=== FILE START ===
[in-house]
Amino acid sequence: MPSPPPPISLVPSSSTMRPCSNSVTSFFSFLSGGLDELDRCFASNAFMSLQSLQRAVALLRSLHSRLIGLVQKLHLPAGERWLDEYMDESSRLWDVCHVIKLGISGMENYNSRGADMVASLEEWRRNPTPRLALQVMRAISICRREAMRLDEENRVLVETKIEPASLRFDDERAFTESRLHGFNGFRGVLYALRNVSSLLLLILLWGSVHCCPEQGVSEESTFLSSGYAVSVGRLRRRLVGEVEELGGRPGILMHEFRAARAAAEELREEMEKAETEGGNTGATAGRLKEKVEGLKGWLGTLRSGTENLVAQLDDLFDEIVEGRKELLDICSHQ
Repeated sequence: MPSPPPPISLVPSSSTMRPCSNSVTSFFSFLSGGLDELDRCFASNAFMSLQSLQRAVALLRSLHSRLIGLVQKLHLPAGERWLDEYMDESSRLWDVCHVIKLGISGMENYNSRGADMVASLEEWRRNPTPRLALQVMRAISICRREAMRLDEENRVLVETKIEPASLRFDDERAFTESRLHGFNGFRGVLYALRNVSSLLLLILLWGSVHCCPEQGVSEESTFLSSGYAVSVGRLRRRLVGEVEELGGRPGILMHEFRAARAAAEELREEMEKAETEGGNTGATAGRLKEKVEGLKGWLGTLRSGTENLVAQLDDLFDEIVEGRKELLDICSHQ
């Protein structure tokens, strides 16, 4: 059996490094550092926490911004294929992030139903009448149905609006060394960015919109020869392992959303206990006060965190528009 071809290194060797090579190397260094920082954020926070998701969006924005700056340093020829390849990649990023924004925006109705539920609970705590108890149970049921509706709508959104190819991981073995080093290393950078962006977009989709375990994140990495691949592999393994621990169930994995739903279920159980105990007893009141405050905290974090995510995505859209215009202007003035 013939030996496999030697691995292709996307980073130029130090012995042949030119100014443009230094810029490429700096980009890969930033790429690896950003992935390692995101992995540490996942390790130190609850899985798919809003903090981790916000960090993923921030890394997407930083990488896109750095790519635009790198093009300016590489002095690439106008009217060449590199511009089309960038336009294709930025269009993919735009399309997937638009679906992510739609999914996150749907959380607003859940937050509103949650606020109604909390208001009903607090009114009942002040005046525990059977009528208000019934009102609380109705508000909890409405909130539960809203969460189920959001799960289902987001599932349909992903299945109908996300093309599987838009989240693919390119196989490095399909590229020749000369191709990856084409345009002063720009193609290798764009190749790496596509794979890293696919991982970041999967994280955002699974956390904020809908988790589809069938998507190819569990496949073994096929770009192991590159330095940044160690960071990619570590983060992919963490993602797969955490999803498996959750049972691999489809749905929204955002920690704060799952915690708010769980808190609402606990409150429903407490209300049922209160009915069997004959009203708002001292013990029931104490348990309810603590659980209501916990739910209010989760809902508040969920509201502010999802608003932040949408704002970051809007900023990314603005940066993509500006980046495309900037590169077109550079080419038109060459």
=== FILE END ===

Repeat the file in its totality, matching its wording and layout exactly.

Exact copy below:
[in-house]
Amino acid sequence: MPSPPPPISLVPSSSTMRPCSNSVTSFFSFLSGGLDELDRCFASNAFMSLQSLQRAVALLRSLHSRLIGLVQKLHLPAGERWLDEYMDESSRLWDVCHVIKLGISGMENYNSRGADMVASLEEWRRNPTPRLALQVMRAISICRREAMRLDEENRVLVETKIEPASLRFDDERAFTESRLHGFNGFRGVLYALRNVSSLLLLILLWGSVHCCPEQGVSEESTFLSSGYAVSVGRLRRRLVGEVEELGGRPGILMHEFRAARAAAEELREEMEKAETEGGNTGATAGRLKEKVEGLKGWLGTLRSGTENLVAQLDDLFDEIVEGRKELLDICSHQ
Repeated sequence: MPSPPPPISLVPSSSTMRPCSNSVTSFFSFLSGGLDELDRCFASNAFMSLQSLQRAVALLRSLHSRLIGLVQKLHLPAGERWLDEYMDESSRLWDVCHVIKLGISGMENYNSRGADMVASLEEWRRNPTPRLALQVMRAISICRREAMRLDEENRVLVETKIEPASLRFDDERAFTESRLHGFNGFRGVLYALRNVSSLLLLILLWGSVHCCPEQGVSEESTFLSSGYAVSVGRLRRRLVGEVEELGGRPGILMHEFRAARAAAEELREEMEKAETEGGNTGATAGRLKEKVEGLKGWLGTLRSGTENLVAQLDDLFDEIVEGRKELLDICSHQ
């Protein structure tokens, strides 16, 4: 059996490094550092926490911004294929992030139903009448149905609006060394960015919109020869392992959303206990006060965190528009 071809290194060797090579190397260094920082954020926070998701969006924005700056340093020829390849990649990023924004925006109705539920609970705590108890149970049921509706709508959104190819991981073995080093290393950078962006977009989709375990994140990495691949592999393994621990169930994995739903279920159980105990007893009141405050905290974090995510995505859209215009202007003035 013939030996496999030697691995292709996307980073130029130090012995042949030119100014443009230094810029490429700096980009890969930033790429690896950003992935390692995101992995540490996942390790130190609850899985798919809003903090981790916000960090993923921030890394997407930083990488896109750095790519635009790198093009300016590489002095690439106008009217060449590199511009089309960038336009294709930025269009993919735009399309997937638009679906992510739609999914996150749907959380607003859940937050509103949650606020109604909390208001009903607090009114009942002040005046525990059977009528208000019934009102609380109705508000909890409405909130539960809203969460189920959001799960289902987001599932349909992903299945109908996300093309599987838009989240693919390119196989490095399909590229020749000369191709990856084409345009002063720009193609290798764009190749790496596509794979890293696919991982970041999967994280955002699974956390904020809908988790589809069938998507190819569990496949073994096929770009192991590159330095940044160690960071990619570590983060992919963490993602797969955490999803498996959750049972691999489809749905929204955002920690704060799952915690708010769980808190609402606990409150429903407490209300049922209160009915069997004959009203708002001292013990029931104490348990309810603590659980209501916990739910209010989760809902508040969920509201502010999802608003932040949408704002970051809007900023990314603005940066993509500006980046495309900037590169077109550079080419038109060459």